Cameron 'frustrated' at EU bail-out obligations
David Cameron says he is "frustrated" that the UK is obliged to contribute to future bail-outs of countries using the single currency until 2013.
The prime minister said the UK's hands had been tied by an agreement signed by the last Labour government in the days after the 2010 general election but before the coalition had been formed.
The Conservatives had strongly objected to the decision at the time, he added.
Ex-Chancellor Alistair Darling said the PM gave a "partial account" of events.
Both Tory and Labour MPs have expressed anger that the UK may have to give financial aid to Portugal after the country's Parliament rejected proposed austerity measures last week and its prime minister resigned in response.
UK ministers have insisted that Portugal has not made any request for external financial assistance and any speculation about what may happen in the future is unhelpful.
Updating MPs on the outcome of Friday's European Council summit, Mr Cameron confirmed that the UK was liable to contribute to an emergency support fund for EU members - including those in the eurozone - in financial distress.
EU members agreed to the fund at an emergency meeting in the first weekend of May 2010 - days after the UK general election resulted in a hung parliament - when they also approved a £95bn loan to Greece and a separate financial rescue fund for eurozone members, for which the UK is not liable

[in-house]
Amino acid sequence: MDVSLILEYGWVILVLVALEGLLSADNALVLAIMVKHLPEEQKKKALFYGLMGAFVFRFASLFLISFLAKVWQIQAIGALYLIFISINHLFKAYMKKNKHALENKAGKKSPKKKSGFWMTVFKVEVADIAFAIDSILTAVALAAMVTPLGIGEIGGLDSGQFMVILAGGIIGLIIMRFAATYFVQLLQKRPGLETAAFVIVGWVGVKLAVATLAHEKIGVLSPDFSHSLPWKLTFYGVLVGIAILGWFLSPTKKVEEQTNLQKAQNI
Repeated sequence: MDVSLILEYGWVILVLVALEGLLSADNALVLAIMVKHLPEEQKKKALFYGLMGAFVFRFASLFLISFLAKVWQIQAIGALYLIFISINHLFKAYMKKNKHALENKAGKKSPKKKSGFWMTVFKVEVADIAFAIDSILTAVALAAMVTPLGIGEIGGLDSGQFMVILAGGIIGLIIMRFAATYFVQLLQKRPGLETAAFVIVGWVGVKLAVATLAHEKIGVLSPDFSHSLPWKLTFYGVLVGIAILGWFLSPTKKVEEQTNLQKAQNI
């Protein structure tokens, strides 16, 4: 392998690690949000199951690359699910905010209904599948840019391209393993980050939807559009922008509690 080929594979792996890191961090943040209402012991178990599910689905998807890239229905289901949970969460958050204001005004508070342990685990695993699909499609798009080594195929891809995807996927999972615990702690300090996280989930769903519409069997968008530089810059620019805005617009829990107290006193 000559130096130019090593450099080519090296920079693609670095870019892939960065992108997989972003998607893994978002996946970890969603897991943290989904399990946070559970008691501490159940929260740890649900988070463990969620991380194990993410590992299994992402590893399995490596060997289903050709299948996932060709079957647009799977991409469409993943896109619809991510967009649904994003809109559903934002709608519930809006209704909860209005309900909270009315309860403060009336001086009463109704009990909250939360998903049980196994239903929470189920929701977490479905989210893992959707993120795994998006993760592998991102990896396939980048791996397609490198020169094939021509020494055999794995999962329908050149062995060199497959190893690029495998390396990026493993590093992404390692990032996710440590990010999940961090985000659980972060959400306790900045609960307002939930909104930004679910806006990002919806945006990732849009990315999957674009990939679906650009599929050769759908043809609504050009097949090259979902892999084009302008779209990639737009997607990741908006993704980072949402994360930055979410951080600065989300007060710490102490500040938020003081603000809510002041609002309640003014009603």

Mr Darling conducted the negotiations on behalf of the UK at the meeting because coalition negotiations were still underway.
Mr Cameron said Mr Darling had taken the wrong decision during the meeting in Brussels and suggested he may have ignored advice given to him when he consulted with his Conservative opposite number and successor as chancellor George Osborne.
"It is a decision which the chancellor specifically objected to when it was taken by his predecessor after the election but before this government took office," Mr Cameron told MPs.
"Frustratingly, we are stuck with it for the duration of the emergency mechanism."
He added: "Britain is not in the euro and is not going to be joining the euro so it is right that we should not be involved in the euro area's internal arrangements."
"That is why I believe we should not have any liability for bailing out the eurozone."
But Mr Darling said the prime minister had given a "somewhat incomplete account" of discussions he had had with his successor over the issue.
"We did indeed agree that we should do everything we could to keep Britain out of the main part of the rescue fund," he told MPs.
But he said he had talked to Mr Osborne about the merits of abstaining, rather than voting against, a proposal to require all EU members to contribute to the secondary European Financial Stabilisation Mechanism since it was clear the UK might be outvoted anyway.
"When he next refers to it perhaps he would give a whole account and not a partial account of what happened," Mr Darling told the prime minister.
Mr Cameron said his chancellor had told him that he made it "absolutely clear" at the time that this "was not something Britain should agree to".
The prime minister said he had insisted in subsequent negotiations that the UK's liability should be removed when a permanent replacement fund comes into place in two years time.